By Hillel Aron
By Joseph Tsidulko
By Patrick Range McDonald
By David Futch
By Hillel Aron
By Dennis Romero
By Jill Stewart
By Dennis Romero
Villaraigosa Trip — Mayor Antonio Villaraigosa is scheduled to make a whirlwind trip to San Antonio today for a re-election fund-raiser, then return to Los Angeles tonight.
Villaraigosa is scheduled to attend a morning news conference on improving South Los Angeles, then fly to San Antonio in his second out-of-state trip in two weeks. Villaraigosa was in Palm Beach, Fla., last week to attend the U.S. Conference of Mayors 2008 fall leadership meeting.
The $100 to $1,000 per person fund-raiser is hosted by former Housing and Urban Development Secretary Henry Cisneros and AT&T executive John T. Montford, a former Texas state senator.
That news was preceded a week earlier by a Los Angeles Daily News report about City Hall’s fire sale of public land, which began with the words, “If you’re in the market for some good deals on fire stations, animal shelters and vacant land, the city of Los Angeles would like to talk.”
The San Fernando Valley–based daily called City Hall’s move, in a devastated real estate market with still-collapsing land values, “a key feature of Mayor Antonio Villaraigosa’s bid to balance the city’s $7.1 billion budget.” But now, the $14 million to $22 million Villaraigosa expects to raise — if the surplus land is sold before values tank further — looks like a drop in the bucket.
On Saturday, Villaraigosa showed up in a pink shirt, sans necktie, for a carefully choreographed event in the ornate City Council chambers. The “Budget Day” meeting of the Neighborhood Council movement took on a propagandist feel, as a security guard in the outer hallway barked at two other guards: “Get as many people in there as possible. The mayor is not going to enter until there’s a large crowd. Hurry up!”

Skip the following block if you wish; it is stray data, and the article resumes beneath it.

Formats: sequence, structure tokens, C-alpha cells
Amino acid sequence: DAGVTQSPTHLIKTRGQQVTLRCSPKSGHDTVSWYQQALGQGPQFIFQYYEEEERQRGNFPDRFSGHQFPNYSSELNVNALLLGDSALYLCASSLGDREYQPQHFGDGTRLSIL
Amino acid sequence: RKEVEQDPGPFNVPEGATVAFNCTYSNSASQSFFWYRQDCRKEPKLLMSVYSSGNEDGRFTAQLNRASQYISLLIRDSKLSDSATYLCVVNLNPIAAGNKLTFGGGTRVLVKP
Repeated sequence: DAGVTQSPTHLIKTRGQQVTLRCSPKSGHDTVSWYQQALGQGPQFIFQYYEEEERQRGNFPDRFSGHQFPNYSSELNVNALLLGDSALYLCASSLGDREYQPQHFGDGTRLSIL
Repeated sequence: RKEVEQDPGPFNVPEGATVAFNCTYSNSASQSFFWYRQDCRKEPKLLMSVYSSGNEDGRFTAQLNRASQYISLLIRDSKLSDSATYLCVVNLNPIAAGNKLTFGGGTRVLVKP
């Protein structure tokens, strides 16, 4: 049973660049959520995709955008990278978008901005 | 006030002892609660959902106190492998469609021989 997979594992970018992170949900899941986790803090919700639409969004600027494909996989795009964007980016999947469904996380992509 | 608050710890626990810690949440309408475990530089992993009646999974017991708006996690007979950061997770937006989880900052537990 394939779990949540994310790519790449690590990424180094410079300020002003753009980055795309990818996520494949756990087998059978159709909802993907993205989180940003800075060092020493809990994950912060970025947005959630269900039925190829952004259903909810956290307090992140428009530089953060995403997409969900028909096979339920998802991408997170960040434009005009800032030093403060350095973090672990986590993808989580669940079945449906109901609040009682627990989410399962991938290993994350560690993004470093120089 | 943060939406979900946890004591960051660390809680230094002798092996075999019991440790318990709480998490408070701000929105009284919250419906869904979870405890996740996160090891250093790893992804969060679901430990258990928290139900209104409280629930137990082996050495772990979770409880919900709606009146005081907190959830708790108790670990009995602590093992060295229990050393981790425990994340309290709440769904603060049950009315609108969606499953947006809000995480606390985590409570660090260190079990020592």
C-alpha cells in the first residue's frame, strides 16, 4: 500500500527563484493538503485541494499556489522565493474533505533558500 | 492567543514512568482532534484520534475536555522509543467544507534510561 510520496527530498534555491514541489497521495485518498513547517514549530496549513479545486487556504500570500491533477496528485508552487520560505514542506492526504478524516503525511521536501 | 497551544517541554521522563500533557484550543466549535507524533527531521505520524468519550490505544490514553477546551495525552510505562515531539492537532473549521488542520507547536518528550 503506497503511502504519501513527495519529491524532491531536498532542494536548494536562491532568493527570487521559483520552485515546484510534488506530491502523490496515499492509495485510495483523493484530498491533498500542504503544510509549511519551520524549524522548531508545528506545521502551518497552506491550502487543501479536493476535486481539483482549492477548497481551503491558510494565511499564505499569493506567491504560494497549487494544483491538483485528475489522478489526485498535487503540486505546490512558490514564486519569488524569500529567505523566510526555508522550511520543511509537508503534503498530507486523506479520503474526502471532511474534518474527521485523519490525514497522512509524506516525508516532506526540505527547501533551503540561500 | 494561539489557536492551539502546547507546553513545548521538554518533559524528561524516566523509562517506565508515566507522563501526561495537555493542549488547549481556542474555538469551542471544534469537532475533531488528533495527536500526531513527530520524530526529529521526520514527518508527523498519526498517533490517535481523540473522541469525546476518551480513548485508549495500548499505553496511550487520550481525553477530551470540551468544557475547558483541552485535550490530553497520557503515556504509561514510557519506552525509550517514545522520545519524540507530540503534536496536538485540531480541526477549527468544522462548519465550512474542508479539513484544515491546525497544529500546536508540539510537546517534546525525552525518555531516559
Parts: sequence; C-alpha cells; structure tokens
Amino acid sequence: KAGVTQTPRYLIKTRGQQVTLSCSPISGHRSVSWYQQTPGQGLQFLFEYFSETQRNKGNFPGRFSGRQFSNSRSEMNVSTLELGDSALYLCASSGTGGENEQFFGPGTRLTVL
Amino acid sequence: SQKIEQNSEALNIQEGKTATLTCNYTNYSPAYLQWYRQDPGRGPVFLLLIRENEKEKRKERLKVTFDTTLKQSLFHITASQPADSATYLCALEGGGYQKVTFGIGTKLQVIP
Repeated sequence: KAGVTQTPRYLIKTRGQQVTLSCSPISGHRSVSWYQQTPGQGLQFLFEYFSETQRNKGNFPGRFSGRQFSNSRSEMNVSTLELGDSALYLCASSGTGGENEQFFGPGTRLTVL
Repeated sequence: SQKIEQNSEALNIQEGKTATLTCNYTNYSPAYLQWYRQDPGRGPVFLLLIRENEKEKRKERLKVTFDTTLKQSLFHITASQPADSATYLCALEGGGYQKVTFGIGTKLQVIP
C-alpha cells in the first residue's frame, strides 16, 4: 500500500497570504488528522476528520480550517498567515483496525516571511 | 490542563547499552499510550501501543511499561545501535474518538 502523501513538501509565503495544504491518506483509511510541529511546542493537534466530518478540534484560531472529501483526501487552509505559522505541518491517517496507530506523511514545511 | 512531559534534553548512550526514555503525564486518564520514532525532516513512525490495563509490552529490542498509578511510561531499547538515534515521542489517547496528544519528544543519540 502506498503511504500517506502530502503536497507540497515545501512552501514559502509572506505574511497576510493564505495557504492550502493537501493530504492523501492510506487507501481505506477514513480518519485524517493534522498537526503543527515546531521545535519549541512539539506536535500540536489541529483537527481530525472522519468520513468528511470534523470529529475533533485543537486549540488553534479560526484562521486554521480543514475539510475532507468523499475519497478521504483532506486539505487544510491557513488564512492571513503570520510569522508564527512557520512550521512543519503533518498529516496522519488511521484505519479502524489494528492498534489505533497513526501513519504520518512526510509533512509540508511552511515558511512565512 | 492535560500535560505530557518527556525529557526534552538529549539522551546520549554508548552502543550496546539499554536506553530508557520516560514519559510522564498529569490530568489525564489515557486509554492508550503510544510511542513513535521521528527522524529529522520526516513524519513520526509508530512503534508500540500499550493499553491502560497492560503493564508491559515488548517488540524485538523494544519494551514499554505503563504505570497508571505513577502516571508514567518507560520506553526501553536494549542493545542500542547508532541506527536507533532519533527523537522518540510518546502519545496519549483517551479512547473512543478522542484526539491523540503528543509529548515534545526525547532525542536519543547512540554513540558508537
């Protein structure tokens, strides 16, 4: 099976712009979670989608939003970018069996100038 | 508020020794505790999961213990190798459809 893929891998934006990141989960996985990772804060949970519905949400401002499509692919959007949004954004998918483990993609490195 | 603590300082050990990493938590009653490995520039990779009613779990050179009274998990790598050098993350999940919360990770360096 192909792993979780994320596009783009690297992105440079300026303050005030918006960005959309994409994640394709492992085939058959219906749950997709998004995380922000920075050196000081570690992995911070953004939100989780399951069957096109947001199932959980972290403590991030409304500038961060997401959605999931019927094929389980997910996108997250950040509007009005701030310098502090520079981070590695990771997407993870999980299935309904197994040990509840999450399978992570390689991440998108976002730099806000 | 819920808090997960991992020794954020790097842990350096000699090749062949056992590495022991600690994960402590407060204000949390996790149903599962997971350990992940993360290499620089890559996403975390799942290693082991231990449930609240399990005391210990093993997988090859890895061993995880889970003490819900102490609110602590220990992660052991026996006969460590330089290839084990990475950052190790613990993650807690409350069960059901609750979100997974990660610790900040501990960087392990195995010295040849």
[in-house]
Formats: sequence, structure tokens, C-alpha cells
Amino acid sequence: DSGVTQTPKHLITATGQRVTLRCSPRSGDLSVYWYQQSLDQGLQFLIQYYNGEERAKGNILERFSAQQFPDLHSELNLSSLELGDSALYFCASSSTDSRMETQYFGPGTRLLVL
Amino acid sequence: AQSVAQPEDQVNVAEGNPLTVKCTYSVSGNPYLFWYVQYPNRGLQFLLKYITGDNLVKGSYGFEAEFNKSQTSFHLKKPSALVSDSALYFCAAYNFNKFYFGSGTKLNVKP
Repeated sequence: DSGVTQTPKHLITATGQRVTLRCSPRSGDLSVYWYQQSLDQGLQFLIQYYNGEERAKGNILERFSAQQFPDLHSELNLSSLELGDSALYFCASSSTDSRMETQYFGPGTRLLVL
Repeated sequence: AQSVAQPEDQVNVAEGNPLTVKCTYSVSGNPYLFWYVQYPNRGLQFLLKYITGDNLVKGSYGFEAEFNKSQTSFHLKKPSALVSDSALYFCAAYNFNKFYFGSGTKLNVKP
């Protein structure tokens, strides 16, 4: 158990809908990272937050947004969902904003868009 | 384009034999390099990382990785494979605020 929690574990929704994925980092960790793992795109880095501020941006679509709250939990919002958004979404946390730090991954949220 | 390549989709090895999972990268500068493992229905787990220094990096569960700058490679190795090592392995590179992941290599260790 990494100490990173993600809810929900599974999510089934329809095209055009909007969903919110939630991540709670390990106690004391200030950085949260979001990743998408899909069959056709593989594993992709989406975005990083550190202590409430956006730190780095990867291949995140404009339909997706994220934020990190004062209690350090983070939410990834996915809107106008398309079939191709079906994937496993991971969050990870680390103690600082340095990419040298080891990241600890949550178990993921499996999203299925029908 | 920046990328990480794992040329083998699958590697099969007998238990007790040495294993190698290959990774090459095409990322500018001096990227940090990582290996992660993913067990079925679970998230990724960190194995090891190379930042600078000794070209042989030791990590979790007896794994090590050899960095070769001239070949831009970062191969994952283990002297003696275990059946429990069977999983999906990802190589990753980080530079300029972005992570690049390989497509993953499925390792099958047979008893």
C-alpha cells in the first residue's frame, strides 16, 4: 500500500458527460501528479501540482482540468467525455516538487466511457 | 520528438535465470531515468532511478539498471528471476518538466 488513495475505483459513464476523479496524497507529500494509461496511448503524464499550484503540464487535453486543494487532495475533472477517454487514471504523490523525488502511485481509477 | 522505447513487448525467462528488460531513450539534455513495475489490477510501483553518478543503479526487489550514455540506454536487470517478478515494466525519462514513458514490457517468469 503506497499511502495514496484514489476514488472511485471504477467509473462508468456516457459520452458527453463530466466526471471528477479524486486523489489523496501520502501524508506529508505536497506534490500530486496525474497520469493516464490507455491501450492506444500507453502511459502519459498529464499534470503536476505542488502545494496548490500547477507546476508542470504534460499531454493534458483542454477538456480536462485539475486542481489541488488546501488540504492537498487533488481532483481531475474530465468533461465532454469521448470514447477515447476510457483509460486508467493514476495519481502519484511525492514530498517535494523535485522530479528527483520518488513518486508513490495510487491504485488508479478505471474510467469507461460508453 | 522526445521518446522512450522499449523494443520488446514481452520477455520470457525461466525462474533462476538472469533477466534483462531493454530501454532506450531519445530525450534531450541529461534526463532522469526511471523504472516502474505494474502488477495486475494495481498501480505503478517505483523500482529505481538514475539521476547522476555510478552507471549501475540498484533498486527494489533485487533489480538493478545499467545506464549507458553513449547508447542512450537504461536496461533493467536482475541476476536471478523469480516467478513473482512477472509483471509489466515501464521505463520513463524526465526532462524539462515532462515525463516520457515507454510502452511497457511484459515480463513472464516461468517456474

After Villaraigosa entered, he boasted to the roughly 300 neighborhood activists that he’d spent 22 hours at the Metrolink crash site and had filled many potholes citywide. Then he got to his real news: that earlier estimates of a $297 million city deficit may be far too low. “I frankly think the number could be as high as $400 [million],” Villaraigosa said. “To weather this storm, we’re going to have to change course.”
The erratic route he’s taken so far could not be more starkly different than the fiscal caution exercized by the Board of Supervisors. At the county board, Supervisor Zev Yaroslavsky says, “We have already decided to defer all new ongoing programs not mandated by the courts or involving public safety. The City of Los Angeles can do these things too. But to do that you have to be able to say no — no to yourself.” Joel Bellman, spokesman for Yaroslavsky, says county government learned a terrible lesson in 1994 and 1995, when it faced fiscal collapse from the skyrocketing costs of providing free health care for poor people, a key county duty. A Clinton administration bailout of $1.3 billion averted a disaster some experts thought might eclipse the Orange County bankruptcy fiasco of the same year, brought on by bad investments made by infamously risk-taking Orange County tax assessor Robert Citron.
Comparing Los Angeles County government to the Villaraigosa administration, Bellman said, “I know this sounds self-serving, but we are just better off despite [suffering] the same economic times.”
He adds, “We have avoided massive new expansion of programs and massive new building campaigns, and the county payroll has grown very, very modestly over 10 years, from about 90,000 to 100,000. We have been very, very cautious: If you look at the raises the county unions have gotten and what the city unions have gotten, it is apples and oranges. The city has been far more generous. We have been planning for uncertainties.”
Jill Stewart contributed to this article.